I just finished watching Madam Secretary’s season finale and am struggling with the emotions of it. If you haven’t read any of my other posts, you may not know that I am the humanitarian of the group, the one obsessed with humanitarian aide, disaster relief, and international relations. For those who follow each of us individually it should come as no surprise that I watch Madam Secretary religiously. Monday nights are a big deal in our house when we watch it on demand. This season they have addressed many of the big issues and they outdid themselves with the season finale. In this episode, they deal with the possibility of nuclear winter from escalating US-Russia tensions and the tenuous condition we have lived in for over 50 years of mutually assured destruction.
Last year I worked on a project for a for-profit company. This is not an anomaly, I work on a lot of for-profit projects as a consultant. This one in particular really tried my humanitarian sensibilities. During the worst of the devastation of Hurricane Harvey we were getting berated for what to me seemed like trivial issues. In light of human suffering, how does one care? I struggled. Hour after hour as I helped with coordinating the efforts to man the radios to ensure that people were rescued and read emails from work about seemingly all issues. As hard as it was, I worked through those feelings in that moment enough to maintain my composure during the next explosion from the client about not liking the page layout or something else minor in the scheme of the suffering happening in Houston. I wanted to scream at them. Why couldn’t they see that people were suffering? How was selling more stuff to people really that important? Why weren’t they doing anything to help when they had products that could?
As a consultant that works primarily with for-profit customers, some days I find myself struggling with the question: ‘why should I care?’. I don’t have a good answer. As I contemplate the season finale of Madam Secretary, I am thinking about this again even if my current projects haven’t spurred this question lately. How does the humanitarian survive in the for-profit world of Salesforce?
I’m still sorting out those answers for sure so if you have the magic answer, please let me know. In the mean time, I focus on what I can do to help others within the Salesforce community and my community in general. I do that through being a user group leader for the local NPO user group. This gives me a platform to help other non-profits make the most of their Salesforce investment. We just finished meeting one of a four part series on process automation. I think it was one of our best meetings yet as I feel like we really empowered everyone in the room to really be able to go back to their org and make a difference with workflows. I can’t wait for meeting number two on process builders. I help non-profits with implementing and improving Salesforce outside of our non-profit user group. And when volunteer opportunities and other “projects” come up where I work, I refuse to be quiet when well intentioned but misdirected projects are proposed. Nonprofits do not need misdirected assistance but few will turn it down and ultimately it will cost them more. I have been on the receiving end of this type of assistance and it costs time and money that nonprofits do not have.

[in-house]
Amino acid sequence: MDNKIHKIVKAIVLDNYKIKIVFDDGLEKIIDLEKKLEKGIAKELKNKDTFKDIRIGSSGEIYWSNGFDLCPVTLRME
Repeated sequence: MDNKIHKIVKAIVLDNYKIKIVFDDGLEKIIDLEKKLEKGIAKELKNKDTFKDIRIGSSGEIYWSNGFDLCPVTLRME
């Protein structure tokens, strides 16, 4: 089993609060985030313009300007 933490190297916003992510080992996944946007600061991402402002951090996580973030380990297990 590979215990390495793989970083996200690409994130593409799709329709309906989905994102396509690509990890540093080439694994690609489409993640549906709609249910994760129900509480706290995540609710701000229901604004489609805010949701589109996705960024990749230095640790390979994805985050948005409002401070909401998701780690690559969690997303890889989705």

So why should I care? In the face of human suffering, how does what I do every day make a difference? I struggle with this every day. But at the same time, over the last few years I have come to realize, without businesses it’s a lot harder to alleviate suffering. Businesses bring money and money brings opportunity. So I guess that will have to be why I care. But don’t ask me to work for certain companies. I just can’t rationalize my humanitarian side with the actions of certain companies, including one a friend was asked to do a project for. My humanitarian sensibilities just can’t do it. Having been asked to compromise my morals once at a nonprofit in the name of alleviating suffering despite it violating international standards. I left that position shortly after and would do that again. So what does one do when one is confronted with human suffering in the midst of a world of capitalism as a Salesforce consultant? For me, that means ‘keep on keepin” on as long as I am not crossing the barrier of doing more harm than good. And if you figure out a better answer to the conundrum of being a humanitarian in the world of Salesforce consulting, let me know.